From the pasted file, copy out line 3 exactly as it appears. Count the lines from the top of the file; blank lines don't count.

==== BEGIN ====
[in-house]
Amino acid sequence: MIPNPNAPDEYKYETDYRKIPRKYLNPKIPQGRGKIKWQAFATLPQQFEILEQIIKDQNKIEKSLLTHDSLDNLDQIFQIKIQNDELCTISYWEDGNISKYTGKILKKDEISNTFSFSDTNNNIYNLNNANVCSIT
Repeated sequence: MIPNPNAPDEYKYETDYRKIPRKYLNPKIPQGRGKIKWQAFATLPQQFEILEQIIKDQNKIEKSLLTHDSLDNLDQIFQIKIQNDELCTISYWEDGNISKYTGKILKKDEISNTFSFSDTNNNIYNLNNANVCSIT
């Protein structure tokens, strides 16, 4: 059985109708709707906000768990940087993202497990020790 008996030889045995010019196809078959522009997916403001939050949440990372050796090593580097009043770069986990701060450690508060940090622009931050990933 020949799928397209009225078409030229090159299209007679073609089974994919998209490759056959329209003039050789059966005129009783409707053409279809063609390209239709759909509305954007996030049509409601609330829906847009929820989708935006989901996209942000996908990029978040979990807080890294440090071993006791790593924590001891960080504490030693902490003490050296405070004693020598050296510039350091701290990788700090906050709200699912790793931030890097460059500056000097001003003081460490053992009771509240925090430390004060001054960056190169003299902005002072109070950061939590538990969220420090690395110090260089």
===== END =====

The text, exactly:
Repeated sequence: MIPNPNAPDEYKYETDYRKIPRKYLNPKIPQGRGKIKWQAFATLPQQFEILEQIIKDQNKIEKSLLTHDSLDNLDQIFQIKIQNDELCTISYWEDGNISKYTGKILKKDEISNTFSFSDTNNNIYNLNNANVCSIT